Friday, May 02, 2008

Common Evaporative Cooler Problems


If you live in the American Southwest or any other hot, arid region in the world, you’ve probably either seen or at least heard of a swamp cooler. Swamp coolers, also known as evaporative coolers, produce effective cooling by combining the natural process of water evaporation with a simple air-moving system. Outside air is pushed through water-soaked pads where it is cooled by evaporation and circulated throughout a room or home by a large fan. When this occurs, the ambient temperature can be lowered by as much as 20° F.

Because these appliances are simple and primarily cool the air via evaporation, they are extremely energy efficient and usually cost only pennies a day to run. In fact, studies have shown that when compared to traditional air conditioning systems, swamp coolers can use up to 75 percent less electricity.

However, when compared to air conditioners, operating a swamp cooler may require a bit more work (though minimal). This usually involves refilling the water reservoir and making sure the cooling pads are clean and in good working order. When proper maintenance steps aren’t followed, problems can arise, but these can be fixed by performing a few simple repairs. Here are some common swamp cooler issues consumers may encounter:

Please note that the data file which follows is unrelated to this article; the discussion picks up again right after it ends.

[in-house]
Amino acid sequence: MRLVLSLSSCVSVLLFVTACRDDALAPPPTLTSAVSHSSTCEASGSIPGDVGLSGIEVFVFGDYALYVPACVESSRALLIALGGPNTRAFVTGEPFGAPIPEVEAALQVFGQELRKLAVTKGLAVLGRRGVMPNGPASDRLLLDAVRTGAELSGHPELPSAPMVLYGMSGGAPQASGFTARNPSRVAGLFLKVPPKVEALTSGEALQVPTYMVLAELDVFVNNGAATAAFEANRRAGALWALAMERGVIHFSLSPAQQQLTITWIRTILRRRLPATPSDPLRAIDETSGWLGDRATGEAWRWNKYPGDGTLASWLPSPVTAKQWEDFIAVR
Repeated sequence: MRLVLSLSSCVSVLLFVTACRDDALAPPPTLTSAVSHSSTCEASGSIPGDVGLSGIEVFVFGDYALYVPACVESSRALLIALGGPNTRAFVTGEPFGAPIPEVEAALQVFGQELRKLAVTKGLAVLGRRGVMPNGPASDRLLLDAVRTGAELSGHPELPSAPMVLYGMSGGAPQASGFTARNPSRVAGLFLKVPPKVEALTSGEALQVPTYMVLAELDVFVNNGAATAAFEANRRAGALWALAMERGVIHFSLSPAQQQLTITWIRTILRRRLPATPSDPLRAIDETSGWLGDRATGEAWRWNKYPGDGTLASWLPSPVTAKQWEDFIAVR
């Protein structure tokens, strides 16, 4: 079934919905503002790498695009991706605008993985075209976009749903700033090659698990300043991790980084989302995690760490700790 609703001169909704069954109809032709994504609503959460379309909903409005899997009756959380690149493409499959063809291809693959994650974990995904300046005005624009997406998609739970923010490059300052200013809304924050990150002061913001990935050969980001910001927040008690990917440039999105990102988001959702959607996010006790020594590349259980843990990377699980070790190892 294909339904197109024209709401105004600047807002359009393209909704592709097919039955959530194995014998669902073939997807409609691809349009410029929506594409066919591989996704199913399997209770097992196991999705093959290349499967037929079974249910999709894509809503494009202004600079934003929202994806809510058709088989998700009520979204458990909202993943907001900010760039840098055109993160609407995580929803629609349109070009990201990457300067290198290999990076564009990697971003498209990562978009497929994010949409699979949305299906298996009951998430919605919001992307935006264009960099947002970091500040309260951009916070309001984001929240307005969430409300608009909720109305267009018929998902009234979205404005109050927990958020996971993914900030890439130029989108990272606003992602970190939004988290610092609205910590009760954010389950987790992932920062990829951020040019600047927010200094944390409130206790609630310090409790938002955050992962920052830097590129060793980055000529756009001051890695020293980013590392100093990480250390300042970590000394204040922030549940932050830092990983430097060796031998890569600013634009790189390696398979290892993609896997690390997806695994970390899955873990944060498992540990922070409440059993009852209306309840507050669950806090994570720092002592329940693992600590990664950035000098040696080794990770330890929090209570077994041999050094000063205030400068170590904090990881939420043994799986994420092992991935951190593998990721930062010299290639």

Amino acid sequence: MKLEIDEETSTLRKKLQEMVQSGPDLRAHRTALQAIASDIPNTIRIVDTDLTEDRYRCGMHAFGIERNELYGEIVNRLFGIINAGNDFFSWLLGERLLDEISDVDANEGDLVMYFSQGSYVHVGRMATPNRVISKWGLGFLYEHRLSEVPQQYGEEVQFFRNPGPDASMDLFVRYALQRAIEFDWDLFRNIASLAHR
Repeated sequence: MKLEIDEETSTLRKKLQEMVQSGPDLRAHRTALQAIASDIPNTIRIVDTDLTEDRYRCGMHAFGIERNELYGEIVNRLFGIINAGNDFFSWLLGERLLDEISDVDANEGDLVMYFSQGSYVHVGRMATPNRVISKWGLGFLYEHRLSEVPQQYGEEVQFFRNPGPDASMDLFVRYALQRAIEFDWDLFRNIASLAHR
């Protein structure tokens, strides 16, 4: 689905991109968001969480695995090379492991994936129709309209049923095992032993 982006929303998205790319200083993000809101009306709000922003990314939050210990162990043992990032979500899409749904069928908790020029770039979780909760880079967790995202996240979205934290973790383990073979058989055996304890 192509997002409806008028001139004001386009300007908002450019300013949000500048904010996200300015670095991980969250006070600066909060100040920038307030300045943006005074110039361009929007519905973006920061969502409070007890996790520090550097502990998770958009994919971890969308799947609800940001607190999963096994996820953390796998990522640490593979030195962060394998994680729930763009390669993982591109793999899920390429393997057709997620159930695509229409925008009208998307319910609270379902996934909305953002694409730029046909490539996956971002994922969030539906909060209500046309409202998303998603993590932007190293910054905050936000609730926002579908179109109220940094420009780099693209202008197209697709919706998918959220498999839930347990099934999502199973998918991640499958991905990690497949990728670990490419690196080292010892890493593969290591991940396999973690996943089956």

Water drips from the unit.
This is often due to improper end-of-season storage. Be sure to always clean and drain your swamp cooler, as well as remove the pads before storing your unit for an extended period of time.

The evaporative cooler doesn’t provide enough cooling.
Always remember that swamp coolers are only suitable for dry climates because they add moisture to the air. Using a swamp cooler in a humid environment will only further increase humidity levels and also cause corrosion to components and/or damage to furnishings. Furthermore, be sure that you are allowing sufficient airflow by opening doors and windows, as well as checking the cooling pads for dry spots or clogs.

There’s an odor coming from the unit.
Odors can usually be attributed to stagnant water or moldy pads. Regularly drain and clean your swamp cooler’s reservoir and replace the cooling pads regularly.

The unit doesn’t start.
Check the fuse and breaker. If the fuse is broken or if the breaker is tripped, it’s time to consult a professional.

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